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What is a Doubt as to Liability Offer in Compromise?

Aug 16, 2023 | IRS, Tax

An Offer in Compromise is an agreement made between the taxpayer and the Internal Revenue Service (IRS) that settles a tax debt for an amount less than the amount of tax liability. If you have a legitimate doubt regarding the amount of tax you owe, you may be able to reduce your tax liability by completing a Form 656-L. This type of Offer in Compromise is filed based on a taxpayer’s “Doubt as to Liability.”    

What is a Doubt as to Liability Offer in Compromise?

Doubt as to liability means there is a dispute between the taxpayer and the Internal Revenue Service concerning the existence of tax liability or the correct taxes owed under the law. A taxpayer may have a doubt that they owe the tax amount, or a portion, to file this Offer in Compromise. The IRS will only accept a Doubt as to Liability offer for the specific tax period in question.  

To reduce the amount of tax debt you owe through an Offer in Compromise based on Doubt as to Liability, you must establish that your doubt as to liability is legitimate. You must provide the IRS with adequate supporting documentation and evidence as to why they believe the liability as to the tax debt is inaccurate. You must submit a written statement explaining why the liability for tax owed is not correct. If you do not dispute the liability as to the debt, but only amount of tax debt, it’s important to understand that Form 656-L is not the proper form to use. 

What are the Requirements for a Doubt as to Liability Offer in Compromise?

The primary requirement for a Doubt as to Liability Offer in Compromise is that you have a legitimate doubt about the liability as to the amount of tax assessed by the IRS or that the tax liability exists. You cannot simply disagree about the fairness of the tax you owe.

A taxpayer will not qualify for a Doubt as to Liability Offer in Compromise under these circumstances:

  • A final court decision has been rendered about your tax liability
  • There is an ongoing bankruptcy case
  • You owe the IRS restitution
  • You have filed a Doubt as to Collectability Offer in Compromise for the same tax year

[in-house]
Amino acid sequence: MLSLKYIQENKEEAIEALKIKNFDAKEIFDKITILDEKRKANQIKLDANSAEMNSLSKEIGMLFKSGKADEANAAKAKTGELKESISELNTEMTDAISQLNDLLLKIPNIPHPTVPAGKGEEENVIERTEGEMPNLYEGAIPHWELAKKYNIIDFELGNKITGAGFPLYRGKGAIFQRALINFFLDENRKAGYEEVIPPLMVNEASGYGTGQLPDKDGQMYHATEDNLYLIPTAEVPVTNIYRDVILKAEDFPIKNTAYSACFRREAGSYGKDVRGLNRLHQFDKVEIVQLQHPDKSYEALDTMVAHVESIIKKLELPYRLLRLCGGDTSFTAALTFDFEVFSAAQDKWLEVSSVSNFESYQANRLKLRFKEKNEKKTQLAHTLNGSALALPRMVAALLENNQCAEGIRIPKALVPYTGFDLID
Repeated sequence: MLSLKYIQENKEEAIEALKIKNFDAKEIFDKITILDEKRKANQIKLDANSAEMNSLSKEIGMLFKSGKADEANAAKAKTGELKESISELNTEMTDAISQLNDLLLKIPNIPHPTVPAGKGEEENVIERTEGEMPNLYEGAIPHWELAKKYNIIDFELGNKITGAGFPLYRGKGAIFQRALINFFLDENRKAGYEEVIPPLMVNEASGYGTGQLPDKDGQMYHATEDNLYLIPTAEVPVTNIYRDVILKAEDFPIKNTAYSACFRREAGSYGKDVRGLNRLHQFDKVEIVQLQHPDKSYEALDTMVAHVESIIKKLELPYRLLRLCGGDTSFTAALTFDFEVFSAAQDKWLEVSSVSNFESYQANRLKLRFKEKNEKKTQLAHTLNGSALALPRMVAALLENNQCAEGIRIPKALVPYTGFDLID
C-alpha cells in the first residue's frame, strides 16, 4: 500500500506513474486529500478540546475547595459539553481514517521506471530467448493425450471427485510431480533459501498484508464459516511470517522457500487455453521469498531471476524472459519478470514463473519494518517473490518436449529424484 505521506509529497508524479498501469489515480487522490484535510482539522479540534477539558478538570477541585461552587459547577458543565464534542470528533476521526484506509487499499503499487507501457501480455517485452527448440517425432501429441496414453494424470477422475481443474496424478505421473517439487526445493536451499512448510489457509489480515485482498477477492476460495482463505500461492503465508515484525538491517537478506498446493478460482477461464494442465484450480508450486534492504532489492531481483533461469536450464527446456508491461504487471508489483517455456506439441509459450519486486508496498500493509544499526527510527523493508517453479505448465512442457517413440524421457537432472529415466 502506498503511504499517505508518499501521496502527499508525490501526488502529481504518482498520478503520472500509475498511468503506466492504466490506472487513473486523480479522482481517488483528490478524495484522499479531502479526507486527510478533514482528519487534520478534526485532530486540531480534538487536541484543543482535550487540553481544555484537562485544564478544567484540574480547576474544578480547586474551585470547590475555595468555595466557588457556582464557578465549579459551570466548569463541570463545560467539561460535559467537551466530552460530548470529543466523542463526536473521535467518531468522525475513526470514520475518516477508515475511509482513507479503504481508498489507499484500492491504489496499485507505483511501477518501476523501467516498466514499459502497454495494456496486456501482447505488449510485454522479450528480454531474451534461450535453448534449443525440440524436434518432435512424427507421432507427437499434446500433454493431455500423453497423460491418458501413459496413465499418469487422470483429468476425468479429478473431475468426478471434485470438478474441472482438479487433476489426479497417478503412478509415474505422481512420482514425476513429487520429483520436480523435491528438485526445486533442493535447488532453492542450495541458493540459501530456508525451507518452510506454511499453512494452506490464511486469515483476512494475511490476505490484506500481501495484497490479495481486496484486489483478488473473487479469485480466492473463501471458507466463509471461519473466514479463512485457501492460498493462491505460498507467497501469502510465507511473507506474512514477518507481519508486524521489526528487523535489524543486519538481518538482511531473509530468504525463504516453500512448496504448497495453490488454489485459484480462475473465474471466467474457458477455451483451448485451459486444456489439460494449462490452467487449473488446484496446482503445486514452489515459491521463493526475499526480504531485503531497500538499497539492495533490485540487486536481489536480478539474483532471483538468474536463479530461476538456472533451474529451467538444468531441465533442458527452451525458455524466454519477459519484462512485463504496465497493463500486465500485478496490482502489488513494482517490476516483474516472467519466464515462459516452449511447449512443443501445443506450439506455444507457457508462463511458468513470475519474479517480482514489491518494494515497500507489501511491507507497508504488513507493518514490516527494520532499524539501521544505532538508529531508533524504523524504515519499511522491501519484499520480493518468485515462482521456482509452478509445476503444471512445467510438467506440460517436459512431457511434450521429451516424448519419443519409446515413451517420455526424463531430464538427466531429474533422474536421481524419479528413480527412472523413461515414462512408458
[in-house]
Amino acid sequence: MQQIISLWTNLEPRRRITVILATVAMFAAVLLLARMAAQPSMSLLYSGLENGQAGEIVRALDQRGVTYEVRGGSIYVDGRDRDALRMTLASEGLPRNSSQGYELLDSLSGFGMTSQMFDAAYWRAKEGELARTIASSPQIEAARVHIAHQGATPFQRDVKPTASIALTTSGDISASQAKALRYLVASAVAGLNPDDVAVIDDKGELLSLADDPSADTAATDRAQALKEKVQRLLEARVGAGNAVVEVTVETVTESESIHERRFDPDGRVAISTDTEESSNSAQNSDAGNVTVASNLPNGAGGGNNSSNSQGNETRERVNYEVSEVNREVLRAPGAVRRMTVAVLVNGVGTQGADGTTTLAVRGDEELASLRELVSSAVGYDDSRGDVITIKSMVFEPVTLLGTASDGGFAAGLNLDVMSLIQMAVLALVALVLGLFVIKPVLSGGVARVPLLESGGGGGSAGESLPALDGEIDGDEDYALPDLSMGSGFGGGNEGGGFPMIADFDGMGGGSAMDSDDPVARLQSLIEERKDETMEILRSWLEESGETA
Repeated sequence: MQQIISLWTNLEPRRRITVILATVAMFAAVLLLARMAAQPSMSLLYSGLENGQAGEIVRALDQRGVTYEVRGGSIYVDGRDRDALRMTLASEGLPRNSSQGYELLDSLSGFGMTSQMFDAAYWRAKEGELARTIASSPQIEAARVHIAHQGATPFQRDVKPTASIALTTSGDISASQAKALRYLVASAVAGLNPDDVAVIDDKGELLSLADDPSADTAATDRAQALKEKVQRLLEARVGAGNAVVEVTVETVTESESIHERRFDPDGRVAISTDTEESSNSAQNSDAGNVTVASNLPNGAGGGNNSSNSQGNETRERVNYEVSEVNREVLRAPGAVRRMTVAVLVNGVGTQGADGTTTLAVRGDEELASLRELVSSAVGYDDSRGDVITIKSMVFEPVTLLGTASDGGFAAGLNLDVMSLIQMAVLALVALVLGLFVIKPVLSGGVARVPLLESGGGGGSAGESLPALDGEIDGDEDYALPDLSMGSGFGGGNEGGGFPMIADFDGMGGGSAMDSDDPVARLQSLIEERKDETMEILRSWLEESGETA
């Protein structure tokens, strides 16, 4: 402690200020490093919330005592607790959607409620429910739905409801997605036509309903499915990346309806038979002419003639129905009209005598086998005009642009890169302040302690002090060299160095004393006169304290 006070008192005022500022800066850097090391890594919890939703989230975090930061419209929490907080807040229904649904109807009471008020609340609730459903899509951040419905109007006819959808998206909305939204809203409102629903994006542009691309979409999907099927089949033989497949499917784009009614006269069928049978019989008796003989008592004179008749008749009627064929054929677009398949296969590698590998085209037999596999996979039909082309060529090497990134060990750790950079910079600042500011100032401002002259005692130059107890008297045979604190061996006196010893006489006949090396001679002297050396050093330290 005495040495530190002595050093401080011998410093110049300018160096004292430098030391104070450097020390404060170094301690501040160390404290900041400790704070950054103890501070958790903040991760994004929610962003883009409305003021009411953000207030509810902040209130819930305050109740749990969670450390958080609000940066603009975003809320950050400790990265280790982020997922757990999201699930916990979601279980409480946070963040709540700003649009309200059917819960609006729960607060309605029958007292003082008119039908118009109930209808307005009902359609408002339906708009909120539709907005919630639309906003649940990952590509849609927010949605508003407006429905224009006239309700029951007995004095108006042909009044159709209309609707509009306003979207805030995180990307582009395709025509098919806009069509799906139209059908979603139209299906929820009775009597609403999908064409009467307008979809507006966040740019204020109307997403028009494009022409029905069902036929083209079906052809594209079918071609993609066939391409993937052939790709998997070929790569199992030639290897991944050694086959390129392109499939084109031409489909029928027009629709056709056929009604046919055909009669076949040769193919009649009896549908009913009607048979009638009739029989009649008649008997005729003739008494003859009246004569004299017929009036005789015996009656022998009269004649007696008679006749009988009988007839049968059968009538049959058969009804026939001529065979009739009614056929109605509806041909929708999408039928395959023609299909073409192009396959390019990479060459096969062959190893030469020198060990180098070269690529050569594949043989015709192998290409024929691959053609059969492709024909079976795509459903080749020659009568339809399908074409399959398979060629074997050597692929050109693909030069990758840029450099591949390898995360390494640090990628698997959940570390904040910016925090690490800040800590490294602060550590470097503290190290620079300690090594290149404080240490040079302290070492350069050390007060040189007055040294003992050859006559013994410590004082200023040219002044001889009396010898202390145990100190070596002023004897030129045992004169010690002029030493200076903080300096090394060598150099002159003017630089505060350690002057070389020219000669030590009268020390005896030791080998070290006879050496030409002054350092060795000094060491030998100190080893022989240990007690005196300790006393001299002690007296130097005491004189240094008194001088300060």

• You have an S-corp and made an election under IRS Code 965(i)  

If you have filed Form 656-L, you remain liable for the amount of tax, along with any penalties and interest during the time the offer is pending. As a condition of making the offer, you must submit payments, which the IRS can keep while the offer is under review — any over-collected amounts will be returned once a determination has been made on the offer. The IRS may also keep proceeds from any levies or wage garnishments in connection with the tax debt until it acknowledges the offer is pending. Once the offer has been signed, the IRS can no longer serve any levies. If your offer is rejected by the IRS, you may appeal within thirty (30) days.    

How Much Should You Offer the IRS Based on Doubt as to Liability?

To make a Doubt as to Liability Offer in Compromise, you must offer the IRS an amount over zero dollars ($0.00). This offer should be based on what you believe the correct taxes should be — not how much you think you should owe. Other remedies may be available based on your specific circumstances. You should discuss your situation with an experienced tax attorney who can advise you regarding the best course of action in your case. 

Contact an Experienced New York Tax Attorney

If you have been assessed tax that you don’t believe you are liable to pay, it’s essential to consult with a tax attorney — you may be able to file a Doubt as to Liability Offer in Compromise. Offering high-quality representation and dependable counsel, the legal team at Brinen & Associates assists clients with a broad scope of tax matters at both the state and federal levels. Call (212) 330-8151 or send us a message to learn more about how we can assist you.


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I formerly worked as a satellite employee from my home state of New Jersey. I ended my employment with my former employer in 2016. In 2018, I was sued by my former employer for $1.1 million in Illinois State Court. I was referred to Brinen & Associates, LLC by a friend who is a client of the firm. Brinen & Associates, LLC came highly recommended. I contacted Joshua Brinen and then had a consultation at his office with his colleague Mark White. Together, Messrs. Brinen and White explained my options...

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